Disposable blades for a clean cut every time
- 100 per box
- Stainless steel
- Individually wrapped and sterile
Surgical blades are made of hardened and tempered steel or carbon steel. This kind of material is crucial in order to achieve a the high degree of sharpness required for a perfect first tissue incision. Other choices for surgical blades include titanium, ceramic, diamond and obsidian.
When you choose the blades for your application, consider the following:
- What kind of procedure you are doing?
- What material you will be cutting?
- What shape of blade is required?
- Will you need a single use or a reusable blade?
- Will the spine of the blade (unsharpened edge) affect your application?
- What shape of the slot in the blade (for replaceable blades) do you need for your handle?
- Should the edge of the blade be open edge (surgically ground on both sides but finished on just one side) or closed edge (finished on and sharpened on both sides)?
Why are all surgical blades numbered?
Charles Russell Brand and Morgan Parker invented the 2 two piece (blade-handle) scalpel, and they assigned numbers 10-20 to blades and the numbers 1-9 to the handles. With small variations, their numbering system is still in place today. The number of the blade indicates the blade size and shape. Surgical blade handles are also known as BP handles after Brand & Parker.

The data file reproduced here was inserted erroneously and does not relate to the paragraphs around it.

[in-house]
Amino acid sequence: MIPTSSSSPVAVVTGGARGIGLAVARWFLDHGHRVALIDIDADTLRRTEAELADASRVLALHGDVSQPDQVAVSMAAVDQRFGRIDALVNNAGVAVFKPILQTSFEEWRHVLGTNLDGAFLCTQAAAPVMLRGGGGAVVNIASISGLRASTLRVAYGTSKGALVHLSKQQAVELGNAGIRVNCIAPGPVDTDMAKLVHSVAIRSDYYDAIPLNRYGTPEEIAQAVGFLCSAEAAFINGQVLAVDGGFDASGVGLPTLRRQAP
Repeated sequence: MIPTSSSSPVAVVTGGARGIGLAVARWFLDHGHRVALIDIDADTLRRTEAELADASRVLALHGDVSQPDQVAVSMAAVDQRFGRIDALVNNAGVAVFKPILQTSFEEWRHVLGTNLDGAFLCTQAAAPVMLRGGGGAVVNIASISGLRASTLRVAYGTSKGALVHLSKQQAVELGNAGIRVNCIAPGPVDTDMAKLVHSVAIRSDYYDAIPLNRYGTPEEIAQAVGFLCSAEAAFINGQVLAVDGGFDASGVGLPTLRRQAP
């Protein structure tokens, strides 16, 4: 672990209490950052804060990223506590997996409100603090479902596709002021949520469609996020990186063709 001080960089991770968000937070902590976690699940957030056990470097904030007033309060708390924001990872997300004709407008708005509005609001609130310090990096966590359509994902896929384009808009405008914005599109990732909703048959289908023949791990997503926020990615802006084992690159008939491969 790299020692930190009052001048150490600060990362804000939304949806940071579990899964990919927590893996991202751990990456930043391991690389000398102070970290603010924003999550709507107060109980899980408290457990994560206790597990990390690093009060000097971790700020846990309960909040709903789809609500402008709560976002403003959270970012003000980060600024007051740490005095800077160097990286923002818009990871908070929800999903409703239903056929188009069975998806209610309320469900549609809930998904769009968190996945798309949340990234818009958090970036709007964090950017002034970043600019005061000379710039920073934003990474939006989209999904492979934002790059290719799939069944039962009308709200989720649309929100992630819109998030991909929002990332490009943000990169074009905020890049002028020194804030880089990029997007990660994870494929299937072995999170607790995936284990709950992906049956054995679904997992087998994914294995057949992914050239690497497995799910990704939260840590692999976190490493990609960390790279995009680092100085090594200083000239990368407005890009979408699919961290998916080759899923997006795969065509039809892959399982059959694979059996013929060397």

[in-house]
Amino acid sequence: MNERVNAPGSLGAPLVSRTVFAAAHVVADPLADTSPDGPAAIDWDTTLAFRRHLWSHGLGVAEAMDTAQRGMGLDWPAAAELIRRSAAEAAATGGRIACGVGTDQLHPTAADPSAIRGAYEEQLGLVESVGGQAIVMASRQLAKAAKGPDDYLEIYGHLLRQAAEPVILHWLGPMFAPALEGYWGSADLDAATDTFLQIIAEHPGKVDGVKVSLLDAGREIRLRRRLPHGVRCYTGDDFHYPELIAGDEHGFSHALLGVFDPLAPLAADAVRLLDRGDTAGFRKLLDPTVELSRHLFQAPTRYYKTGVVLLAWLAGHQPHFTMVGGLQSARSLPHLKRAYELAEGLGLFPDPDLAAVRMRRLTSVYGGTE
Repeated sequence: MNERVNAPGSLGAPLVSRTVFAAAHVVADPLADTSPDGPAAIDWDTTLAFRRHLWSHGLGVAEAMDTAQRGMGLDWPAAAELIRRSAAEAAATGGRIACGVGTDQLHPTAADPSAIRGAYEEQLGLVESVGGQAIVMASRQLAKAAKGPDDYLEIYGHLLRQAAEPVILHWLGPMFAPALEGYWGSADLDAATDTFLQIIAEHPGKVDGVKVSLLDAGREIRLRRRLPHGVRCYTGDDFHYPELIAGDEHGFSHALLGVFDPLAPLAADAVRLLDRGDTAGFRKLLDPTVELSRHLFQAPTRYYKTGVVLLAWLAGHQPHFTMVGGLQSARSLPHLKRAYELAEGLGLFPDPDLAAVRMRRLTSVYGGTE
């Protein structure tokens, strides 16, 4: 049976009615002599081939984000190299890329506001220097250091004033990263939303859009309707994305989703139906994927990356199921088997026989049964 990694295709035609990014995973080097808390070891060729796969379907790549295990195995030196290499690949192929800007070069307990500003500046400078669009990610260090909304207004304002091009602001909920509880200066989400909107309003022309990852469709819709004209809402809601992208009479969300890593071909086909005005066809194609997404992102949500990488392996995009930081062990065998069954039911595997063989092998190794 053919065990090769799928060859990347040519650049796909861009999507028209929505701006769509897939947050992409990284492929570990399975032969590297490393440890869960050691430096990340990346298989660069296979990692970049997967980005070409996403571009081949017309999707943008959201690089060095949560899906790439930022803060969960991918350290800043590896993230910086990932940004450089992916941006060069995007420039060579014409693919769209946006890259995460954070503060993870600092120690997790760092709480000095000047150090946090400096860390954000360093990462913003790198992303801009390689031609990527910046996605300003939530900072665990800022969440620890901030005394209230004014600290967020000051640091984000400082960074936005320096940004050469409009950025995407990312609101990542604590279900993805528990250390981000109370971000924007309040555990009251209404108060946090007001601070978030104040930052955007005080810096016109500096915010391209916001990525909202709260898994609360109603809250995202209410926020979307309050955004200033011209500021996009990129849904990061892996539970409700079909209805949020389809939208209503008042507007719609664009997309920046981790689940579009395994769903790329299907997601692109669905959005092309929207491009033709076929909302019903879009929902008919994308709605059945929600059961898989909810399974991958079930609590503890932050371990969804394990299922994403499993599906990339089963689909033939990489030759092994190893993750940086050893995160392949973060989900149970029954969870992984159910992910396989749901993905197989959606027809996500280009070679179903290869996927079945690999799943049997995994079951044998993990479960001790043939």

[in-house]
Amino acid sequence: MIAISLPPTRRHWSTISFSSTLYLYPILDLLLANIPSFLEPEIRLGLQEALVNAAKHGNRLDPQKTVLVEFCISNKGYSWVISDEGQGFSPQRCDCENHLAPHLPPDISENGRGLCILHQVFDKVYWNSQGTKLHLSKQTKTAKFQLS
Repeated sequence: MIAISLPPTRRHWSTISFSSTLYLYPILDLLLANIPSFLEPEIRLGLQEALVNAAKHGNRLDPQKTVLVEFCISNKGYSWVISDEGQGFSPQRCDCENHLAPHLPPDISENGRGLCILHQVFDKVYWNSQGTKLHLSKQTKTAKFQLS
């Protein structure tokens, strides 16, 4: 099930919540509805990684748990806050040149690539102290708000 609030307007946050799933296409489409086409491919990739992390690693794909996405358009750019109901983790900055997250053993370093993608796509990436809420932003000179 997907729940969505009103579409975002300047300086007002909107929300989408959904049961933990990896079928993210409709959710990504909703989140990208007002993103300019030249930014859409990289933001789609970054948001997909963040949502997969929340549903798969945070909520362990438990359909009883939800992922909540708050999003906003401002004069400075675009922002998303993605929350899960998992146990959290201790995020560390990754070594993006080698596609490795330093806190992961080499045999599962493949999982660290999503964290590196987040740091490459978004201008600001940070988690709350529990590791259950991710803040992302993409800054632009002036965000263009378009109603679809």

Popular surgical blades
The most popular, traditional blade is the #10. It has a large cutting edge that's curved. It is used for large tissue incision.
The #11 blade has a pointed sharp tip that is used for stabbing or making short incisions, giving a precise, shallow cut. The blade is an elongated triangular blade with the hypotenuse as the sharp edge.
The #12 blade has an inside, very pointed crescent shaped curvature that’s extremely sharp. For the most part, it is used to cut sutures.
The #15 blade has a curved cutting edge, and it is best used for making small incisions.
The #20 blade is larger, and it is used for punctures or making cuts. It has a large, curved edge.
The #21 blade looks very similare to the #20 blade, but it is a bit longer. The blade is curved, and it is used for cutting tissue or puncturing the skin.
The #22 blade is similar to the #10 blade. It is used for making larger incisions through thicker skin. The blade has a curved cutting edge, and the back edge is unsharpened.
The #23 blade is a larger version of the #21 blade. Its tip has a sharper point, and it is used for cutting tissue and puncturing skin.
Surgical quality. Exceptionally strong and uniformly sharp. 100 per box. One popular blade is the #15 Scalpel Blade (Order # 54172).
|Blade||Feather Blades||Standard Blades||Description|
|#10||504169||500239||#10 Standard Blades for Handles #3 or #7|
|#11||504170||500240||#11 Standard Blades for Handles #3 or #7|
|#15||504172||500242||#15 Standard Blades for Handles #3 or #7|
|#20||504173||500243||#20 Standard Blades for Handle #4|
|#21||504174||500244||#21 Standard Blades for Handle #4|
|#22||504175||500245||#22 Standard Blades for Handle #4|
|#23||504176||500246||#23 Standard Blades for Handle #4|
|#24||504177||500247||#24 Standard Blades for Handle #4|
|#25||504178||500248||#25 Standard Blades for Handle #4|